In order to simplify bills, this account almost behaves as a sort of loan or funds account. Doctors, hospitals, and other service providers draw their payment from this account, while patients receive a single bill for the entire sum after everything has been processed. Patients are then given the option to set up a single payment plan to cover all charges, and have peace of mind in knowing that the sum they are billed covers everything about the healthcare provided.

For anticipated services such as surgeries, childbirth, etc, patients should be provided a ballpark figure estimating the total cost of all services and allowed to pay payments toward it proactively. If a patient pays more than the services end up costing, they would be provided a refund check for the positive amount. On the other hand, if what they pay does not cover everything, they can be billed for the remainder similar to any unexpected service. My wife’s OB provided this sort of prepayment option, but only for specifically their services. Why can’t this program be expanded to cover everything related to the childbirth?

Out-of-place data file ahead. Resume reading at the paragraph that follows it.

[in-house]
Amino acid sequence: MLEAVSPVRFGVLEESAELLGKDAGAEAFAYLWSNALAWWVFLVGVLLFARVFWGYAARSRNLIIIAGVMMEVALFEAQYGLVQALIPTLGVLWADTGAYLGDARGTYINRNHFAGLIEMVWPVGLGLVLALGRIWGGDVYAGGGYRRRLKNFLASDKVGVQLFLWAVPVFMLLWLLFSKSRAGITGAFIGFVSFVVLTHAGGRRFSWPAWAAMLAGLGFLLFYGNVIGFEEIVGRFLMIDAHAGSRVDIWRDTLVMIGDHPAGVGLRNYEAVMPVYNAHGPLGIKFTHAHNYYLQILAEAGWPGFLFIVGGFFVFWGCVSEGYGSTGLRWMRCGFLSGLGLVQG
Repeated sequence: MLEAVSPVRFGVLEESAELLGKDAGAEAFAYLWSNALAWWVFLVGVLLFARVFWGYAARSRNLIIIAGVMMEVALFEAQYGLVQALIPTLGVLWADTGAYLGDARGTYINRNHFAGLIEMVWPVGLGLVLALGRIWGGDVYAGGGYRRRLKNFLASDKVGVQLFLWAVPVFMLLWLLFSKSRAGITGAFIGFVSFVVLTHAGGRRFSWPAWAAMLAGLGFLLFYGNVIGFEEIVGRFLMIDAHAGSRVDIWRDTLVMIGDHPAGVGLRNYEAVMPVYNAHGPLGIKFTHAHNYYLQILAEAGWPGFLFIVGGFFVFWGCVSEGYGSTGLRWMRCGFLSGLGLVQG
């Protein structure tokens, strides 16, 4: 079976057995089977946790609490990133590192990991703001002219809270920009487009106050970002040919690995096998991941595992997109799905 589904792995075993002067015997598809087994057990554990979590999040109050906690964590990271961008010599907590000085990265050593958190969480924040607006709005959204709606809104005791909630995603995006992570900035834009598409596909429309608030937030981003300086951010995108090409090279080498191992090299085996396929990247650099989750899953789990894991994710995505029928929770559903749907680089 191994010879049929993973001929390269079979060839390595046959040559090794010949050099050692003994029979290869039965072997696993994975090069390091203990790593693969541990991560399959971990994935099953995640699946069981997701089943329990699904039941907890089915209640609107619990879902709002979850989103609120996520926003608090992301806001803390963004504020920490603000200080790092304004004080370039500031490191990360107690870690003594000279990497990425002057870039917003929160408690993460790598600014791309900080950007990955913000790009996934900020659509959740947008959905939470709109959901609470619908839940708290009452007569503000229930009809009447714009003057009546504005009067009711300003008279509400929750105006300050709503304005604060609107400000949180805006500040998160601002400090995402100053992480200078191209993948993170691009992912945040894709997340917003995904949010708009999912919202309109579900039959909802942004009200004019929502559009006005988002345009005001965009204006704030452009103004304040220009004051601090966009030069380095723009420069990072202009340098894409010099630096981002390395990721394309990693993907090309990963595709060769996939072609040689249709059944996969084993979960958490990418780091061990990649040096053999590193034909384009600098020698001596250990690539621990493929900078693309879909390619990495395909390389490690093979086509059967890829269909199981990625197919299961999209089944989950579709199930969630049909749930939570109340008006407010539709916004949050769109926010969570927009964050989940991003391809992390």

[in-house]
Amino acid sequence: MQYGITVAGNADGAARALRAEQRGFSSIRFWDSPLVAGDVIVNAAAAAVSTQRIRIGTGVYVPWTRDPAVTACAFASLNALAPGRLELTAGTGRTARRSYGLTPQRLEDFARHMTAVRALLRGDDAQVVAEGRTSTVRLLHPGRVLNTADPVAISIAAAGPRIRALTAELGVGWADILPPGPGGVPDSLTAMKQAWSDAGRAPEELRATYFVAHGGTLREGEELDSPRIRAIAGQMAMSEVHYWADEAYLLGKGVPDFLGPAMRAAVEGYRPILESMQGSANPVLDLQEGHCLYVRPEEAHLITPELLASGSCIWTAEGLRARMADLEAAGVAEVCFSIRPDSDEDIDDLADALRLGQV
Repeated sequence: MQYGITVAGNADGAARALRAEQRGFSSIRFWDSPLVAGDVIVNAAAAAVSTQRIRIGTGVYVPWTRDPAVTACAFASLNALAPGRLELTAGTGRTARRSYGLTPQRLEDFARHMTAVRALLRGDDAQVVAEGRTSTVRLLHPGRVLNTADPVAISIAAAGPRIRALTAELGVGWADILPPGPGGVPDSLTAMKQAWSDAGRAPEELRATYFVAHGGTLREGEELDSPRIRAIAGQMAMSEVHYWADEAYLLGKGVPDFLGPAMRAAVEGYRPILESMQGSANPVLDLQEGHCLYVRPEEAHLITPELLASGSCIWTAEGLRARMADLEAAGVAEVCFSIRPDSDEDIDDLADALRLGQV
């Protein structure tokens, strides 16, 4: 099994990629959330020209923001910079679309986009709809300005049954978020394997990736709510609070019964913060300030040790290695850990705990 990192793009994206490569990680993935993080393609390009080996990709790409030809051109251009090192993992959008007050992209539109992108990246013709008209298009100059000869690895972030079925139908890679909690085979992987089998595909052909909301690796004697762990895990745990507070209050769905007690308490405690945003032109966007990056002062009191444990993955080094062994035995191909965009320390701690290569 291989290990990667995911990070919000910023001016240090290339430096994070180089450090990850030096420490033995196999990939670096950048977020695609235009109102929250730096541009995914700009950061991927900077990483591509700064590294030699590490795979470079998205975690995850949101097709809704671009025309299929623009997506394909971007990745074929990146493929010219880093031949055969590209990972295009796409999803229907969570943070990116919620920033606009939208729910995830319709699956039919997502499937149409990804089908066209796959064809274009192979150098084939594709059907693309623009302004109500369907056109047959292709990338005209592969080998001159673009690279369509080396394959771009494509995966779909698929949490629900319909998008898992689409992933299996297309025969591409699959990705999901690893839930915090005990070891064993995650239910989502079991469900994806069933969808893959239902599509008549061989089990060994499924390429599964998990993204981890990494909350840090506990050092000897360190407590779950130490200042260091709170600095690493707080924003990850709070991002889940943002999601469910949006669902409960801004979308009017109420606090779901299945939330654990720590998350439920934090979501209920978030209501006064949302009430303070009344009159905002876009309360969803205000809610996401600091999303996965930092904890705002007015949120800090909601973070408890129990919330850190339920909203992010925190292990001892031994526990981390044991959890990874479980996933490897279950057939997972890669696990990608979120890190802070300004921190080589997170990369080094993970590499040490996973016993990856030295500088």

I realize that for medical services, bills can often climb to extremely high sums. Nobody wants to be left holding the bag if a patient defaults on payments or anything like that. As such, there should be some sort of agency set up to handle both the patient and provider sides, and square everything away. If patients are unable to pay, protocols would be in place to handle that in the most fair way possible.

As I mentioned before, I don’t have any deep understanding of how medical bills are processed. There may be some perfect explanation of why things behave the way they do. However, as a consumer responsible for paying off medical bills, the current state of things is very frustrating. I want to know how much I’ll be paying in total, and I want to be able to set up a single payment plan for all of it. Let me set up automatic bank draft to pay the same amount every month and budget for it accordingly. Providers get their money, I have a solid understanding of what I’m expected to pay, everybody leaves happy. Is it really that hard?


Words: 1165 | Characters: 6566 | Sentences: 57

Paragraphs: 17 | Reading Level: 11-12th Grade